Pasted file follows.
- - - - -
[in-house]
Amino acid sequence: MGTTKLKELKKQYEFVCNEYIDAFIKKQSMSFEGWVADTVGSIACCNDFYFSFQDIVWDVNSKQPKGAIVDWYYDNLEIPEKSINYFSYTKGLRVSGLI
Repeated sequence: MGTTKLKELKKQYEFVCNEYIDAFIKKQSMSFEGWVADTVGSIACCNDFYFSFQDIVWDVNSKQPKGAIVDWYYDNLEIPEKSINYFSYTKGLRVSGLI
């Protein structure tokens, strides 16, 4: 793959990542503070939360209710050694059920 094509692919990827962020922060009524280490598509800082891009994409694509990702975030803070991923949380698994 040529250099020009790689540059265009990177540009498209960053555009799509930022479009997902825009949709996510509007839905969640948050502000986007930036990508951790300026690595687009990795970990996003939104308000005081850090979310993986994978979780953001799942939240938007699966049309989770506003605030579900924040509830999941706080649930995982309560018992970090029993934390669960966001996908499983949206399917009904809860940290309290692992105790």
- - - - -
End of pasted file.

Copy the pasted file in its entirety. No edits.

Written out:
[in-house]
Amino acid sequence: MGTTKLKELKKQYEFVCNEYIDAFIKKQSMSFEGWVADTVGSIACCNDFYFSFQDIVWDVNSKQPKGAIVDWYYDNLEIPEKSINYFSYTKGLRVSGLI
Repeated sequence: MGTTKLKELKKQYEFVCNEYIDAFIKKQSMSFEGWVADTVGSIACCNDFYFSFQDIVWDVNSKQPKGAIVDWYYDNLEIPEKSINYFSYTKGLRVSGLI
């Protein structure tokens, strides 16, 4: 793959990542503070939360209710050694059920 094509692919990827962020922060009524280490598509800082891009994409694509990702975030803070991923949380698994 040529250099020009790689540059265009990177540009498209960053555009799509930022479009997902825009949709996510509007839905969640948050502000986007930036990508951790300026690595687009990795970990996003939104308000005081850090979310993986994978979780953001799942939240938007699966049309989770506003605030579900924040509830999941706080649930995982309560018992970090029993934390669960966001996908499983949206399917009904809860940290309290692992105790």